A Conservative senator has expressed anger over a news report that he says unfairly insinuates that he took part in improper fundraising during his past involvement in Quebec politics.
Leo Housakos has told The Canadian Press that he already spoke to the Prime Minister’s Office to share his version of the facts before the report aired Monday night, and has consulted his attorney about possible legal action.
“(It) is completely defamatory and erroneous,” Housakos said in an interview. “It’s absolutely a hatchet job of the worst degree.”
In the report by the CBC, a star witness at Quebec’s corruption inquiry said Housakos had collected political donations that had been raised by questionable means on behalf of a provincial party in 2008, shortly before his appointment to the upper chamber.
Lino Zambito, the inquiry witness, told CBC News that Housakos asked him to raise “$30,000 of cheques” for the now-defunct Action democratique du Quebec before that year’s provincial election.
The former construction boss says he went to family, friends, and employees to write cheques for the ADQ — which he promptly refunded in cash.
In his explosive testimony last year at the Charbonneau inquiry, Zambito described using that same system of refunds to circumvent the political-fundraising laws that forbid corporate donations and set strict limits on individual contributions.
Housakos declined to be interviewed by the network, but through a spokesperson the Conservative senator said he has never participated in any questionable fundraising and was not interested in talking to smear merchants.
The report did not actually state whether the senator knew how the money was raised.
But Zambito expressed his own suspicions.
“They all say, ‘Ah, us, we took cheques — they’re legal,“’ said Zambito, who lost his construction business after being slapped with criminal charges and who has since declared bankruptcy, in the CBC interview.
“But they all knew the system. No one’s going to make me believe they didn’t know what was happening.”
Housakos decried that interpretation.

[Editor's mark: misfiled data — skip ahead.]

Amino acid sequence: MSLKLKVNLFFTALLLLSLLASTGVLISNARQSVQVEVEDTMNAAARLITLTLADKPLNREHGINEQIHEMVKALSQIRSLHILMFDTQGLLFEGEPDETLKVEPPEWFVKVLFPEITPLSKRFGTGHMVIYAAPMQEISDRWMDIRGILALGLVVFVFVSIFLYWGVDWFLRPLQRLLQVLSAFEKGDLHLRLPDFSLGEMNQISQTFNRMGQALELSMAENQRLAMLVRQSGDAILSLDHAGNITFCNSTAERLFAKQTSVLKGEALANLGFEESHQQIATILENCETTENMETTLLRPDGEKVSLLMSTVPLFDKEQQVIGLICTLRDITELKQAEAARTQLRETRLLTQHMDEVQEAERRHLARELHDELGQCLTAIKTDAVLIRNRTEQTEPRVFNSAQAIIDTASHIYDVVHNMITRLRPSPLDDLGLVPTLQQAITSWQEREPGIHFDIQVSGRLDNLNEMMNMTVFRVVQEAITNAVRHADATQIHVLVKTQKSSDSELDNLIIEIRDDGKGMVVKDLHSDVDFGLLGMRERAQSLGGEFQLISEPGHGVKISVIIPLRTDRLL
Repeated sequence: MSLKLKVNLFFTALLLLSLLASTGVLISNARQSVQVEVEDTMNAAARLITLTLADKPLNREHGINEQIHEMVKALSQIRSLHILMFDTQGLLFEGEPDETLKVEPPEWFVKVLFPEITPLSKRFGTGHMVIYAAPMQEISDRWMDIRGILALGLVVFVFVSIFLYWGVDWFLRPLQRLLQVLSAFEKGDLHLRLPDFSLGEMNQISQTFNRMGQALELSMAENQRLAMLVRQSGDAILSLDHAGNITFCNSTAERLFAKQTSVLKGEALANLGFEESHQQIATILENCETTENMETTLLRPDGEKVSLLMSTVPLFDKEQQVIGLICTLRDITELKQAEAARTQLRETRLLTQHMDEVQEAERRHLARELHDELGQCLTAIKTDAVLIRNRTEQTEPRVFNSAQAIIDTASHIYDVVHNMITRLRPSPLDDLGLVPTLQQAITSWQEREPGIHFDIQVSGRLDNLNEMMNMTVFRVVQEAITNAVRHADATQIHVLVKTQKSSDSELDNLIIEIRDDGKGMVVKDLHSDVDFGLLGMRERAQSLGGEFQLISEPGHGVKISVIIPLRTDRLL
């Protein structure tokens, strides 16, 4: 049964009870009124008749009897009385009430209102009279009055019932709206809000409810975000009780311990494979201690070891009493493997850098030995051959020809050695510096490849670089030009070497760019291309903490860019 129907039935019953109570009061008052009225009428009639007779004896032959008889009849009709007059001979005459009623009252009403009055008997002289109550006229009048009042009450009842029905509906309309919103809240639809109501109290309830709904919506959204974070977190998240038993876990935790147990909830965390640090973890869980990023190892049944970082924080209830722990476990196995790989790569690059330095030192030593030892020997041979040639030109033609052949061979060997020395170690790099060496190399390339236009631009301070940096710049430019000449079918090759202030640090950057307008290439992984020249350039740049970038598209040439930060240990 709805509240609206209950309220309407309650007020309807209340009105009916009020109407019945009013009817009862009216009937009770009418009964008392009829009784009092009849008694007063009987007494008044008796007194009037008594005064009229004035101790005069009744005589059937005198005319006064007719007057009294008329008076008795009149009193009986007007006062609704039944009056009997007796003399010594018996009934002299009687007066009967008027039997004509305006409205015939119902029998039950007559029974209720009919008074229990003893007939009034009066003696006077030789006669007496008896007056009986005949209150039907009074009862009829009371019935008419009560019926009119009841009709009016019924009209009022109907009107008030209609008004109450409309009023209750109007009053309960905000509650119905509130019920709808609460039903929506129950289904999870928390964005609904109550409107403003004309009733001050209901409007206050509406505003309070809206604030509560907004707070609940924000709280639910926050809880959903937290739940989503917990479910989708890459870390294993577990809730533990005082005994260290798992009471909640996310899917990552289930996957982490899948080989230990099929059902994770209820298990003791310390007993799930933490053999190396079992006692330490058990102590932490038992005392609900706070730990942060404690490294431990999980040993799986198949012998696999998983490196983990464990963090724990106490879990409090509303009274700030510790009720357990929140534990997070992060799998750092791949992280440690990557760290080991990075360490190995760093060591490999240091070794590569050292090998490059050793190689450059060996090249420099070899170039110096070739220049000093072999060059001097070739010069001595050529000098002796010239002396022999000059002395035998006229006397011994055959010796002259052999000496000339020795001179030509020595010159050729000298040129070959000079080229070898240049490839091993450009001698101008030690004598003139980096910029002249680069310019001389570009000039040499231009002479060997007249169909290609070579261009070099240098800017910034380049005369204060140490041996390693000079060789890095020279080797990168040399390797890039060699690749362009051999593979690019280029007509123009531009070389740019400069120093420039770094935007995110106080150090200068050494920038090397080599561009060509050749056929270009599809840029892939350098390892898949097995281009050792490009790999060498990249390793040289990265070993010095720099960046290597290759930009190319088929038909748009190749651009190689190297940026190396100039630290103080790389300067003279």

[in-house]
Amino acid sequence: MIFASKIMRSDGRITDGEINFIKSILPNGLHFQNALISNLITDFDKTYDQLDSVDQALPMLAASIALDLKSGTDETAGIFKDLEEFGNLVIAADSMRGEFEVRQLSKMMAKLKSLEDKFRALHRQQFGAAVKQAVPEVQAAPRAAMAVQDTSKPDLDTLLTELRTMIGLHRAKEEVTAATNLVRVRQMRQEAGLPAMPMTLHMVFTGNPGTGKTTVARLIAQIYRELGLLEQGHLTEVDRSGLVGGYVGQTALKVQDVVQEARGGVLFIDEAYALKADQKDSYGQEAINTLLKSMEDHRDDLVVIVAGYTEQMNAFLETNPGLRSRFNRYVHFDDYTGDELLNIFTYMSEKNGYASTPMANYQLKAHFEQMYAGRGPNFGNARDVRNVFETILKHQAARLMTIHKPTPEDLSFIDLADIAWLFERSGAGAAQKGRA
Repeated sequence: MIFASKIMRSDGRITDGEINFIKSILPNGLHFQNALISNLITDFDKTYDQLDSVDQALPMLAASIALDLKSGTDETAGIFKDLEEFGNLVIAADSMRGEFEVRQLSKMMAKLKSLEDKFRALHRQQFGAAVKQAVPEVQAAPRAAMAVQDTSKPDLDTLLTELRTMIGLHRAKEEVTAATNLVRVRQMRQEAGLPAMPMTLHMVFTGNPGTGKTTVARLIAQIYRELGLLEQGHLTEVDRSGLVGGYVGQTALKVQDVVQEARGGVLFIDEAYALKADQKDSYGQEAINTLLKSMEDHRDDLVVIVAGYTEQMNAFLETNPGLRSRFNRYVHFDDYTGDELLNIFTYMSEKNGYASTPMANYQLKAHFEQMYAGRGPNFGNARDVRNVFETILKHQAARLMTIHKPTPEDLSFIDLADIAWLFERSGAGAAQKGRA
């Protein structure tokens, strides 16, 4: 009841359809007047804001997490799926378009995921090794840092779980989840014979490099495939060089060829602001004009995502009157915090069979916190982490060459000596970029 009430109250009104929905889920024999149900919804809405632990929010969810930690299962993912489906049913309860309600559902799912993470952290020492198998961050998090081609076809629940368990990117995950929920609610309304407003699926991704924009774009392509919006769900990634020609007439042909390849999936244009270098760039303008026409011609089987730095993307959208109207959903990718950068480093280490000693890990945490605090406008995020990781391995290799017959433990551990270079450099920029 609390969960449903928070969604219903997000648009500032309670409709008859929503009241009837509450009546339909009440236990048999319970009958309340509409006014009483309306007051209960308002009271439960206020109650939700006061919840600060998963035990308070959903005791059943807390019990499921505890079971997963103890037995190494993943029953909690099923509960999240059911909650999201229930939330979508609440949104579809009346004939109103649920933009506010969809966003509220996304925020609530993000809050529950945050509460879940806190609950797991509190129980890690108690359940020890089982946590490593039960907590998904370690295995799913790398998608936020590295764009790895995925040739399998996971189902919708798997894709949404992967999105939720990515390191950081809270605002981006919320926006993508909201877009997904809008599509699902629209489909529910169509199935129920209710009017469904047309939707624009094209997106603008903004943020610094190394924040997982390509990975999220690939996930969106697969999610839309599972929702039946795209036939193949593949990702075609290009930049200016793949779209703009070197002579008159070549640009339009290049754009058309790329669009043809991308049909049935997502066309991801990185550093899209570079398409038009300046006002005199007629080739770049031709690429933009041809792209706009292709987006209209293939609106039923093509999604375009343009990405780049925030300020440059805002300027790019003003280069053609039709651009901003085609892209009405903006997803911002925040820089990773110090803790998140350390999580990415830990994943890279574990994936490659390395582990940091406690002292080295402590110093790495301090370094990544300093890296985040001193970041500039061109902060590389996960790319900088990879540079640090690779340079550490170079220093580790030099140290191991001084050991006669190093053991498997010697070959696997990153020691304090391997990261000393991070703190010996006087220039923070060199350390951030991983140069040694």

The senator expressed particular anger over what he characterized as the CBC’s decision to base an extended news report on the impressions, offered by a controversial construction boss, of what he should or should not have known.
“Give me one reason I would have any reason to believe that he would have been doing that (reimbursement of cheques),” Housakos told The Canadian Press.
“At no such time did I participate in any questionable or illegal fundraising, with the ADQ and Mr. Zambito as he claims — or as the report claims, quite frankly.”
Housakos said he did not have much of a problem with Zambito’s interview, itself, but with the way it was cast in the broadcaster’s news report.
He did challenge one point from Zambito’s interview with the CBC: he said it was the construction boss who approached him to participate in ADQ fundraising — not the other way around.
He said Zambito told him he wanted to get involved with the ADQ, before the 2008 election, in a brief period of less than two years when it was the official opposition.
Zambito became a household name in Quebec last year as the first Charbonneau inquiry witness to describe a construction cartel that rigged municipal public-works bids around Montreal; inflated the price tag; and split the inflated profits with corrupt civil servants, local political parties, and the Mafia.
He also testified that he raised money illegally at the provincial level, although the inquiry has heard relatively little about provincial politics so far.